I love finding out new things about athletes that you normally would not discover from them on the field. It’s the little moments in sports that make me love writing about them. It’s when you interview an athlete and they tell you the obstacles they overcame to get to where they are.

Back in early June, thanks to one of my journalism professors, I had the opportunity to attend the Oakland Raiders’ Organized Team Activities. When I saw Raiders’ kicker Sebastian Janikowski standing 10 feet away from me, I just wanted to burst out in excitement. Of course I kept my cool and wrote down notes in my black moleskin notepad. Then I saw one of my favorite Raiders’ player, Charles Woodson, run down the dashes next to me as he started firing up the rookie squad with encouragement. As I prepared to enter the conference room, I felt nervous and my stomach turned into knots. I was in a room filled with sports journalists, and I was the only woman of color. It was at that moment I knew I chose a career I love. It was also at that moment that I realized that I have the power to make a change.

Yes, there’s been positives in the sports world involving female athletes. We saw the U.S. Women’s National Team defeat Japan in the 2015 FIFA Women’s World Cup to become the first national women’s team to win the Cup three times. Yes, we have Serena Williams and Ronda Rousey dominating their sport, but what about women in the sports media? What are they receiving? Nothing really.

Returning from New York and attending the Raiders’ Organized Team Activities really motivated me to continue with sports journalism, especially with the lack of women of color in the field. I want to make an impact in the field and demonstrate that women do know about sports, and that we do have knowledge about stats, sports history and athletes.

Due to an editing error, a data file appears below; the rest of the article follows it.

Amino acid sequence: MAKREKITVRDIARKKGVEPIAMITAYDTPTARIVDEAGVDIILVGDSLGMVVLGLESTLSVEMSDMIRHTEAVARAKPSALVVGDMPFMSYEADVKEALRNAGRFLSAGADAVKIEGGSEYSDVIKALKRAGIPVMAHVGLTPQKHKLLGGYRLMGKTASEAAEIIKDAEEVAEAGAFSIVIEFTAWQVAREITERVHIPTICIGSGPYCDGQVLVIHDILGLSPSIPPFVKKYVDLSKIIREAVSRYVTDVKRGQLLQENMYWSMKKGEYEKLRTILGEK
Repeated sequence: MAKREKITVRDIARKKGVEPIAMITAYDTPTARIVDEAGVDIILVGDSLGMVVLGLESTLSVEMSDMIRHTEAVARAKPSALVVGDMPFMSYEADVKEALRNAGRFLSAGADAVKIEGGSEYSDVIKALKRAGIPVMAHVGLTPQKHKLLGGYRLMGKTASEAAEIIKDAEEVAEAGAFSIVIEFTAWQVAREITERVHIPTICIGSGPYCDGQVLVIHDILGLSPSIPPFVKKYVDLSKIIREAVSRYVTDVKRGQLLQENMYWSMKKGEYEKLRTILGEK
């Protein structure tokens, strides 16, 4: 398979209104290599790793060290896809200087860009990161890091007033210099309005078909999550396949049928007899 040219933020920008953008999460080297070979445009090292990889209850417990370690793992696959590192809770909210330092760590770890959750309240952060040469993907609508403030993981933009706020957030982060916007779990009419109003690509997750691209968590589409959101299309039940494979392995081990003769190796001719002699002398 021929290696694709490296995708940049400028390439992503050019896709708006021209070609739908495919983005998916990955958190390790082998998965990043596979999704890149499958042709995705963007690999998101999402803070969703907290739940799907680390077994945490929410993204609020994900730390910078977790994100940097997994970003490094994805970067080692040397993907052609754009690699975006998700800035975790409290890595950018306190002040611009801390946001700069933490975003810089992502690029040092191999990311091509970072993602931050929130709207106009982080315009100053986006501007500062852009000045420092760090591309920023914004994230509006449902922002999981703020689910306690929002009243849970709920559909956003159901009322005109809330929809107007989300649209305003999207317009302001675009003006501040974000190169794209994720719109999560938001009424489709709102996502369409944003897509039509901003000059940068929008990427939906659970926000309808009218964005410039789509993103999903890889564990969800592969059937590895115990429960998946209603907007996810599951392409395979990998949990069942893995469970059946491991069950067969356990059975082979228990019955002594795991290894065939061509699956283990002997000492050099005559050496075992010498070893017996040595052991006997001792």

Women of color – and really all women – bring something new to sports journalism. In a platform that is dominated by men, I believe women have the ability and knowledge to tell sports stories. We bring different opinions and ideas to the table, just like men in sports media do. I think sports newsrooms need more women, especially more women of color, into their platforms, so the stereotype of “just a pretty face behind the camera” can end.

Don’t Call Yola an Angry Black Woman: Her Name is Actually Felisha Though

Photo by Martin Bustamante

 

By Fayola Perry

In the 1995 movie “Friday,” Craig, played by Ice Cube, and Smokey, played by Chris Tucker, are sitting on Craig’s porch when the resident dope fiend, Felisha, played by Angela Means, comes by and asks them to borrow a car, a joint and a couple of other items. After the pair engage in a back and forth with her, Craig asks Felisha to excuse herself from the stoop by uttering the now infamous phrase, “Bye Felisha.”

This year’s end of summer blockbuster biopic, “Straight Outta Compton” chronicled the rise and fall of the legendary rap group, N.W.A. in which Ice Cube was a founding member. He also wrote, as well as starred in, the movie “Friday.” In the biopic, it is revealed that Felisha is also the name of a woman who managed to make it back to the group’s hotel room. She is asked to leave the hotel room when her boyfriend and his posse came to the hotel room asking for her. An altercation ensued and that’s when we hear the phrase, “Bye Felisha” uttered upon her exit. Since the movie’s release, it’s been confirmed by members of the group to have originated there and then made its way into the “Friday” script shortly after.

The phrase has been popular in black communities, but with the use of apps like Twitter, the phrase spread like wildfire to the rest of the world. When it became a trending topic on “Black Twitter” where it no doubt trickled down and made it’s way into lexicon across the interwebs and into the mouths of the unknowing.

The use of “Bye Felicia” in popular media is a very basic example of cultural appropriation. The hordes of people who think they can relate, but in reality cannot, who use social media and say Felicia “isn’t actually a person,” in their Tumblr posts or say things like “it’s just something people say” have no idea that they are diluting and distorting the significance of the phrase. The statements essentially undermine the importance of cultural symbols and ignore the origin of cultural symbols, which are taken for granted in popular discourse.